Multicultural dialogue takes on new form

By Matthew Stone

After a school year in which some on campus perceived multiple setbacks to multiculturalism, some students are taking a new approach to discussing multiculturalism and its place on campus.Students in two American Studies classes—a senior seminar and a first-year class—have come together twice this semester for discussions on the issue. One meeting took place in October at the home of an alumnus of color. The other took place last Thursday in the Cultural House, when members of the two classes each invited one guest to the gathering. The invitations expanded the circle of participants from 24 to 48.

“We wanted to open up the dialogue,” Kemi Adeyemi ’07, a student in the senior seminar, said. “We wanted to get people involved who might not necessarily be involved or might not have access to those discussions.”

Participants at last Thursday’s discussion initially divided into small groups to address ideas related to multiculturalism that seniors had been studying this semester and in other American Studies courses during their time at Macalester. A large group discussion followed in which participants focused on how multiculturalism presents itself on campus.

“We really mostly talked about how multiculturalism is not talked about in other disciplines—the sciences and history,” Zorah Johnson ’10, a student in the first-year class, said.

The discussions, participants said, are difficult due to what some see as the abstract nature of the definition of multiculturalism and how it should take shape on campus.

“To take everything we learned in a senior seminar and break it down in an hour is really difficult,” Adeyemi said. “It was confusing and not focused and maybe that’s what multiculturalism is.”

“Because [multiculturalism] is not defined and because it’s this empty space it does allow for conversation to happen,” Meghan Rockwell-Ashton ’07, another student in the senior seminar, said. “I think it is very difficult, and it is very complicated.”

Jane Rhodes, Dean for the Study of Race and Ethnicity, teaches both the first-year class and senior seminar involved in the discussions. In her first year at Macalester last year, Rhodes said, she saw a divide play out between the way in which Macalester emphasized two of its chief pillars: internationalism and multiculturalism.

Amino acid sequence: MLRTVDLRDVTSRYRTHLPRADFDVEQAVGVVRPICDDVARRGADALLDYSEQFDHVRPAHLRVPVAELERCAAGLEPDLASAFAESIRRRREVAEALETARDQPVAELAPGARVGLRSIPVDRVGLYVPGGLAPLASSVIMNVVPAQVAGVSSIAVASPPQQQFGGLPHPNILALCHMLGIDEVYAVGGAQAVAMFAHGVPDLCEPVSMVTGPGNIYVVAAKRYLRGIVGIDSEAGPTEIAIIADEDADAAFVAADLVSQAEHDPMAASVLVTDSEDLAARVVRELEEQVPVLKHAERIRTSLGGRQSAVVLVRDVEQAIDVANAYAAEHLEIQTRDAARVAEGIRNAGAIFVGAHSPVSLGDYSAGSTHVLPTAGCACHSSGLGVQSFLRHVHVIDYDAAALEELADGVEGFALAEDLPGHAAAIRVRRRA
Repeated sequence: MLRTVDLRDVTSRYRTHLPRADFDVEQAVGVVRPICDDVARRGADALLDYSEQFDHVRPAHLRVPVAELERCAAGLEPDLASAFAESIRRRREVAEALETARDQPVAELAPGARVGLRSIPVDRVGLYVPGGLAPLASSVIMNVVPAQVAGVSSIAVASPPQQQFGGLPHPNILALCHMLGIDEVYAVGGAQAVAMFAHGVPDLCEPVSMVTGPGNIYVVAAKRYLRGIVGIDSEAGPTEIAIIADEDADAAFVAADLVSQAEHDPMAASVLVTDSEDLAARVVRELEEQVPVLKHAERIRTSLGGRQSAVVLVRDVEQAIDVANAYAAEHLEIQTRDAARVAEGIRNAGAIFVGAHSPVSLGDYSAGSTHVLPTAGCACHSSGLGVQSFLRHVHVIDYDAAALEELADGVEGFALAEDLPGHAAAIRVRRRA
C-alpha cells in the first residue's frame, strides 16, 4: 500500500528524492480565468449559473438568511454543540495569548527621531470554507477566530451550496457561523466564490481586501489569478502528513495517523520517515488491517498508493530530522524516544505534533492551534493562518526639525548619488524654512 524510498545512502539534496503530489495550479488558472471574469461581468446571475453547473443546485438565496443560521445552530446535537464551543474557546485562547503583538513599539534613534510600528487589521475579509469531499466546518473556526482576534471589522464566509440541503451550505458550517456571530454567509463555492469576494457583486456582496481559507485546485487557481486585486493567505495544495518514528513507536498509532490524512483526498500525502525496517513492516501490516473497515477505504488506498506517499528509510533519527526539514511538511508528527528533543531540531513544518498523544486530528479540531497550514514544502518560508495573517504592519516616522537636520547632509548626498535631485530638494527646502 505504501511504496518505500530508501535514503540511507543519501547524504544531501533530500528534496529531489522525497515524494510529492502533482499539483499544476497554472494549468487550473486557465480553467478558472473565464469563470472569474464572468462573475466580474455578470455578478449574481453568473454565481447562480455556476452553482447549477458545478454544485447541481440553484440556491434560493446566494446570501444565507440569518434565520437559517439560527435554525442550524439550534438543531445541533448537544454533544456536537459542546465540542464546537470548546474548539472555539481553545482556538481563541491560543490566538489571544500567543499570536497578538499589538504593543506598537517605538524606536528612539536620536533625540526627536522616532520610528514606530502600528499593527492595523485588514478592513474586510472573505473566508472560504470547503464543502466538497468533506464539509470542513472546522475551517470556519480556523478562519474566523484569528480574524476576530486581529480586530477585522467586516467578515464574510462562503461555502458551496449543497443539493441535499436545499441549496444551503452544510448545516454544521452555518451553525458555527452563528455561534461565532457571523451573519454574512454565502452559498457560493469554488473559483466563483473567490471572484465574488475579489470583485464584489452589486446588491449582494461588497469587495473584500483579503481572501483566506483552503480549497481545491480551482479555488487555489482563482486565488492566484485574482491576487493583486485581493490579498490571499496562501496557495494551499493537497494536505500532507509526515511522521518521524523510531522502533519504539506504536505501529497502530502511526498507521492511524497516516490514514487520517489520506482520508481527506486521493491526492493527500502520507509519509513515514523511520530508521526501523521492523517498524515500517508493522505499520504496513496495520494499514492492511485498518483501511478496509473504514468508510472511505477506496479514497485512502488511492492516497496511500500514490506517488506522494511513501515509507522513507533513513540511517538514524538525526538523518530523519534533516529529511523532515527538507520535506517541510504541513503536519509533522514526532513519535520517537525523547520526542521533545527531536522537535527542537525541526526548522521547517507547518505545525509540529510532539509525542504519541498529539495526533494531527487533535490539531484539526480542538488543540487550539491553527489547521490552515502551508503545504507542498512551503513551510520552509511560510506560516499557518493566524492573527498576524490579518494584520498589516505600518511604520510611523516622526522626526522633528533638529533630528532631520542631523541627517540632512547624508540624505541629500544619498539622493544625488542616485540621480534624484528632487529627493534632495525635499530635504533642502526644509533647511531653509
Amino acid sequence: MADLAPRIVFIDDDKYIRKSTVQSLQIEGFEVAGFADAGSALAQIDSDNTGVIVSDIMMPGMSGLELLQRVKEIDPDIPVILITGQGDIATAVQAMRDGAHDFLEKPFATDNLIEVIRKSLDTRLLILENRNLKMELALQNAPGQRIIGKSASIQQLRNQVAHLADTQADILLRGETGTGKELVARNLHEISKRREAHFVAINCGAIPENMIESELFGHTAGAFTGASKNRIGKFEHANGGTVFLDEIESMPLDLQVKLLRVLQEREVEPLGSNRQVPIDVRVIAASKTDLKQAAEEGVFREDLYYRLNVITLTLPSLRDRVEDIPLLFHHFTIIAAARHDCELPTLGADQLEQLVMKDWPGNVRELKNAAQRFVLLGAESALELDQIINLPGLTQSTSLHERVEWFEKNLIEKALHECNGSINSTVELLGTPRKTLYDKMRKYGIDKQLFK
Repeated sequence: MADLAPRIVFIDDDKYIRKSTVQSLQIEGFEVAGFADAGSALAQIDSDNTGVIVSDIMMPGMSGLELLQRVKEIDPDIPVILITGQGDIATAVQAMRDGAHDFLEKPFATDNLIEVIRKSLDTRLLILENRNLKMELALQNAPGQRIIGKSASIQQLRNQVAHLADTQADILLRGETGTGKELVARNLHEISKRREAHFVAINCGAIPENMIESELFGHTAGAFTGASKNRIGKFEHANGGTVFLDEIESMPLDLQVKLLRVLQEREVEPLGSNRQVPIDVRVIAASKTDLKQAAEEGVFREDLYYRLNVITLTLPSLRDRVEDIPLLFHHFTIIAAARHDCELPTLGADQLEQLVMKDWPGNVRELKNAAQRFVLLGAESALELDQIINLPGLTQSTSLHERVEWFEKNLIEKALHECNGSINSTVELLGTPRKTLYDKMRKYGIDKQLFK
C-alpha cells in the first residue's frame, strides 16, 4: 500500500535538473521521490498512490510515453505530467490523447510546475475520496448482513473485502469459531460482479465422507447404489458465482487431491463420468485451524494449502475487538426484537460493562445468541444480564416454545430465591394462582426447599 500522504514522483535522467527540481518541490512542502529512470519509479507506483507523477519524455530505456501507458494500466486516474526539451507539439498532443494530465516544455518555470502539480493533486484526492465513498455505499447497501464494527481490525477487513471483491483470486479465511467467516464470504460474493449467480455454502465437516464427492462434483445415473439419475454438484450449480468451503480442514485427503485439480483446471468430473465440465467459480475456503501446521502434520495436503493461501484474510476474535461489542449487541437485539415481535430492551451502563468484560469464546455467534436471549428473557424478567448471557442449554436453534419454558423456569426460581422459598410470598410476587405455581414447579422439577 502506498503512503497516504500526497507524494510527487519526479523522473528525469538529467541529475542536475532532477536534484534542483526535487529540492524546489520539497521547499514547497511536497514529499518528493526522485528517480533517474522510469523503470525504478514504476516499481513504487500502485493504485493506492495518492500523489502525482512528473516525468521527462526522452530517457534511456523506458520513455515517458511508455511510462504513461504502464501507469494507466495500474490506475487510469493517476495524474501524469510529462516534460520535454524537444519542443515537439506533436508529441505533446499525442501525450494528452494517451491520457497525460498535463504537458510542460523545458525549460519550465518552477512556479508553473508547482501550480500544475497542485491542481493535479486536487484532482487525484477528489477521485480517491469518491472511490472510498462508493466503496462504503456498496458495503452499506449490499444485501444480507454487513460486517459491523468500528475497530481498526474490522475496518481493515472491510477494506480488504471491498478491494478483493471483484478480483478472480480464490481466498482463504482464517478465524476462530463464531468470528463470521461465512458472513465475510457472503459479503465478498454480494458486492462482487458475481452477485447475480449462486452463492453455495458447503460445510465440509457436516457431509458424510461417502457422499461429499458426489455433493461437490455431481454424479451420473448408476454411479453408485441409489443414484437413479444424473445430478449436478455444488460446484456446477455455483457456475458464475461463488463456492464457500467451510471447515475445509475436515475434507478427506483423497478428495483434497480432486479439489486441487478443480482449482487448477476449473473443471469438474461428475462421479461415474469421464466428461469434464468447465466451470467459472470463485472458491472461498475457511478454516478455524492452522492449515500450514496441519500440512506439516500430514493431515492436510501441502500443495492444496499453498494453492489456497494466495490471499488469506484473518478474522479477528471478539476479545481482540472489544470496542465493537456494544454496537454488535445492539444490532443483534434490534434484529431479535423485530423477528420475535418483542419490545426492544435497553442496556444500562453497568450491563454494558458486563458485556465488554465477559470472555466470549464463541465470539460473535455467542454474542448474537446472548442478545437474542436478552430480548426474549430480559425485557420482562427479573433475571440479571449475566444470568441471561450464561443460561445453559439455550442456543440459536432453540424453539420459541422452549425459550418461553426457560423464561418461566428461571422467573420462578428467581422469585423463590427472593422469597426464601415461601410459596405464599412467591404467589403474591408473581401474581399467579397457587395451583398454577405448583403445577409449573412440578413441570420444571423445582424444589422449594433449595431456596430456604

“I think the divide is historical. I think it has a lot to do with commitment of resources,” she said.

Speaking of the Institute for Global Citizenship, Rhodes said, “That was read as leaving multiculturalism behind.”

In the face of planning for the Institute and questions over whether voices from the Department of Multicultural Life were taken into account, Rhodes said that she began to see a need for “a greater interrogation of the meaning” of multiculturalism on campus.

Other events that created an impression of a second-class status for multiculturalism at Macalester, some say, included the circumstances that led to the February resignation of Dean of Multicultural Life Joi Lewis and the distressed resignation of María Elena Cepeda, Macalester’s only Latino Studies specialist. Lewis cited the marginalization of the Department of Multicultural Life. Cepeda resigned amid complaints of insufficient resources for her discipline.

“Multiculturalism needs to be more than a buzzword that’s used as a marketing device of the college,” Rhodes said.

According to Rhodes, a different approach to talking about the issue was needed, aside from the typical campus-wide symposium that would work to limit the number of students involved by attracting a predictable audience to every event.

“I think that the conversation usually happens among set groups of people who are always involved in the conversation,” Rockwell-Ashton said. “The intent was to bring other people into the discussion and have a forum for voices, who are not always heard in the debate, to surface.”

Rhodes said that the first two discussions are the beginning of a two-year initiative aimed at fostering campus dialogue on multiculturalism. The initiative will include more discussions of the type that happened this semester, at an Experimental College class on multiculturalism and occasional events and speakers on campus.

“I’m very interested in this being student-driven,” Rhodes said.

All the events will take place with the intent of spurring smaller conversations across campus that are self-sustaining, Rhodes said.

In interviews, students said that the goal of fostering additional conversation was a worthy one.

“In the sort of ‘each one teach one’ kind of model, expanding it on kind of an individual level throughout campus is going to be more effective because [multiculturalism] has become such a buzzword,” Rockwell-Ashton said. “I feel like in some ways I would like to see a similar sort of thing continue to bridge relationships across the classes and across disciplines.”